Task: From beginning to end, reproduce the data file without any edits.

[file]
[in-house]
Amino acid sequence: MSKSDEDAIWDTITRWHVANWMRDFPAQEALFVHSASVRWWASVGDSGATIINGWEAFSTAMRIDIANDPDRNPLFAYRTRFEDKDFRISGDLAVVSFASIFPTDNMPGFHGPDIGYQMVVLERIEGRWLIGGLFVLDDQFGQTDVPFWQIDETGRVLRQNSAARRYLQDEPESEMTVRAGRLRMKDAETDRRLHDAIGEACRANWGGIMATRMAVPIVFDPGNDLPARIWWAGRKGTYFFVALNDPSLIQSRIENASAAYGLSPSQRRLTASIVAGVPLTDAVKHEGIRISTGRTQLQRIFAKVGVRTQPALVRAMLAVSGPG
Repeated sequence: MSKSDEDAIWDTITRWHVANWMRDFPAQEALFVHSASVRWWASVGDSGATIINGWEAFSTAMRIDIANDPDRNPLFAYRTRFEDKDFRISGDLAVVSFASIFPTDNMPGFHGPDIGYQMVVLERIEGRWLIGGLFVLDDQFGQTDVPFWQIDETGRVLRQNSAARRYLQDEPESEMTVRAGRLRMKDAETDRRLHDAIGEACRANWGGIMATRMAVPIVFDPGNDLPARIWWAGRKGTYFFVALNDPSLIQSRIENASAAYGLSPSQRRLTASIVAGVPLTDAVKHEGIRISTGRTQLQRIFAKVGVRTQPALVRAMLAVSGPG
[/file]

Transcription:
[in-house]
Amino acid sequence: MSKSDEDAIWDTITRWHVANWMRDFPAQEALFVHSASVRWWASVGDSGATIINGWEAFSTAMRIDIANDPDRNPLFAYRTRFEDKDFRISGDLAVVSFASIFPTDNMPGFHGPDIGYQMVVLERIEGRWLIGGLFVLDDQFGQTDVPFWQIDETGRVLRQNSAARRYLQDEPESEMTVRAGRLRMKDAETDRRLHDAIGEACRANWGGIMATRMAVPIVFDPGNDLPARIWWAGRKGTYFFVALNDPSLIQSRIENASAAYGLSPSQRRLTASIVAGVPLTDAVKHEGIRISTGRTQLQRIFAKVGVRTQPALVRAMLAVSGPG
Repeated sequence: MSKSDEDAIWDTITRWHVANWMRDFPAQEALFVHSASVRWWASVGDSGATIINGWEAFSTAMRIDIANDPDRNPLFAYRTRFEDKDFRISGDLAVVSFASIFPTDNMPGFHGPDIGYQMVVLERIEGRWLIGGLFVLDDQFGQTDVPFWQIDETGRVLRQNSAARRYLQDEPESEMTVRAGRLRMKDAETDRRLHDAIGEACRANWGGIMATRMAVPIVFDPGNDLPARIWWAGRKGTYFFVALNDPSLIQSRIENASAAYGLSPSQRRLTASIVAGVPLTDAVKHEGIRISTGRTQLQRIFAKVGVRTQPALVRAMLAVSGPG